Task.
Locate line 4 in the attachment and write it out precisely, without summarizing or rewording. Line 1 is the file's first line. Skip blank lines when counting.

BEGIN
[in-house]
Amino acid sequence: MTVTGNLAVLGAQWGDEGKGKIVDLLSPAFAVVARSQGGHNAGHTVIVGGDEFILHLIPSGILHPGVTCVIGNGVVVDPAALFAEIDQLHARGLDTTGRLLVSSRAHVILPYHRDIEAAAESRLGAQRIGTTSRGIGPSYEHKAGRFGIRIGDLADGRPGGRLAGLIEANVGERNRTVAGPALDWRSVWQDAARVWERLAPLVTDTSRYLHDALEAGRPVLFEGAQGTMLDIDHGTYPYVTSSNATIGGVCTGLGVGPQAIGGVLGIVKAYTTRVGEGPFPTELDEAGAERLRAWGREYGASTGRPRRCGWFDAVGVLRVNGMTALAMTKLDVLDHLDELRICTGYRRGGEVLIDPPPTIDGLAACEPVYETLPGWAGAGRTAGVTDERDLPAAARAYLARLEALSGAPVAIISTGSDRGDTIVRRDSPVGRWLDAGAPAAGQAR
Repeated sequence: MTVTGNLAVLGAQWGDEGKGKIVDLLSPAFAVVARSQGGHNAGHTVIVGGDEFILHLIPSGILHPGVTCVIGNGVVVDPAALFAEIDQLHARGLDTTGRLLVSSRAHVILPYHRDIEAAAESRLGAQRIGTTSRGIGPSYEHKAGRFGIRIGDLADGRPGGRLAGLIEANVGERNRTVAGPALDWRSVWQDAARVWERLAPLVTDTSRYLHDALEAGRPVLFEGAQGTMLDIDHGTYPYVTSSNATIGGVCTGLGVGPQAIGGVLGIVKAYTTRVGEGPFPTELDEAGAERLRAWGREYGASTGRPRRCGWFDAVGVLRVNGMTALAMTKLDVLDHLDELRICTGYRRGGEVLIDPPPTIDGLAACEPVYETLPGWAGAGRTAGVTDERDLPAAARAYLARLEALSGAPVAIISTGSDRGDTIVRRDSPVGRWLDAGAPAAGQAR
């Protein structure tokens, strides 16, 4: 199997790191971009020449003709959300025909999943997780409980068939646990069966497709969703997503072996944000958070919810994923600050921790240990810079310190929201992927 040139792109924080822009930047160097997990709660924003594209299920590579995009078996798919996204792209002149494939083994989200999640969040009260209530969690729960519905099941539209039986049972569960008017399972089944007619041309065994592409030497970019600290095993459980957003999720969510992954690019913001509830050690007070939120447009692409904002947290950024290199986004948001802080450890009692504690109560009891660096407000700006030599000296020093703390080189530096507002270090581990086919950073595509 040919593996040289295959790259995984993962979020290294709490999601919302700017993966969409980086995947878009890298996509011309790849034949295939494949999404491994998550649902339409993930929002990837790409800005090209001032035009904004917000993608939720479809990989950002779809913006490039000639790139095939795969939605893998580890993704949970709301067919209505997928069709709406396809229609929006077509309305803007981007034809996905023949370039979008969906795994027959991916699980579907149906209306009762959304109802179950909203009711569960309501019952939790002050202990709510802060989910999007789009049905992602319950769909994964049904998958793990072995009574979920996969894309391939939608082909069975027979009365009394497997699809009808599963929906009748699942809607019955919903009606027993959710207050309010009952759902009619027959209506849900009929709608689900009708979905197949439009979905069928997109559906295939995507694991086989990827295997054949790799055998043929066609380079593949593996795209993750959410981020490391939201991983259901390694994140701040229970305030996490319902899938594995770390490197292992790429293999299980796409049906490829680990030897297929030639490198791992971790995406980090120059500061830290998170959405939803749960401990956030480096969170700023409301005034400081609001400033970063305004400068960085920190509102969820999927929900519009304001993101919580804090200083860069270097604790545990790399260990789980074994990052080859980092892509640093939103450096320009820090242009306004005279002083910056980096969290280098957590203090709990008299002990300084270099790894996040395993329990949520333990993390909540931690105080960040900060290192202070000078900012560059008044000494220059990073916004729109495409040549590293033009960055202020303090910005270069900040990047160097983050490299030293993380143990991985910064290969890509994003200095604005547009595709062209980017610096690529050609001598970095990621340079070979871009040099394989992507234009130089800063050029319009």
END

């Protein structure tokens, strides 16, 4: 199997790191971009020449003709959300025909999943997780409980068939646990069966497709969703997503072996944000958070919810994923600050921790240990810079310190929201992927 040139792109924080822009930047160097997990709660924003594209299920590579995009078996798919996204792209002149494939083994989200999640969040009260209530969690729960519905099941539209039986049972569960008017399972089944007619041309065994592409030497970019600290095993459980957003999720969510992954690019913001509830050690007070939120447009692409904002947290950024290199986004948001802080450890009692504690109560009891660096407000700006030599000296020093703390080189530096507002270090581990086919950073595509 040919593996040289295959790259995984993962979020290294709490999601919302700017993966969409980086995947878009890298996509011309790849034949295939494949999404491994998550649902339409993930929002990837790409800005090209001032035009904004917000993608939720479809990989950002779809913006490039000639790139095939795969939605893998580890993704949970709301067919209505997928069709709406396809229609929006077509309305803007981007034809996905023949370039979008969906795994027959991916699980579907149906209306009762959304109802179950909203009711569960309501019952939790002050202990709510802060989910999007789009049905992602319950769909994964049904998958793990072995009574979920996969894309391939939608082909069975027979009365009394497997699809009808599963929906009748699942809607019955919903009606027993959710207050309010009952759902009619027959209506849900009929709608689900009708979905197949439009979905069928997109559906295939995507694991086989990827295997054949790799055998043929066609380079593949593996795209993750959410981020490391939201991983259901390694994140701040229970305030996490319902899938594995770390490197292992790429293999299980796409049906490829680990030897297929030639490198791992971790995406980090120059500061830290998170959405939803749960401990956030480096969170700023409301005034400081609001400033970063305004400068960085920190509102969820999927929900519009304001993101919580804090200083860069270097604790545990790399260990789980074994990052080859980092892509640093939103450096320009820090242009306004005279002083910056980096969290280098957590203090709990008299002990300084270099790894996040395993329990949520333990993390909540931690105080960040900060290192202070000078900012560059008044000494220059990073916004729109495409040549590293033009960055202020303090910005270069900040990047160097983050490299030293993380143990991985910064290969890509994003200095604005547009595709062209980017610096690529050609001598970095990621340079070979871009040099394989992507234009130089800063050029319009």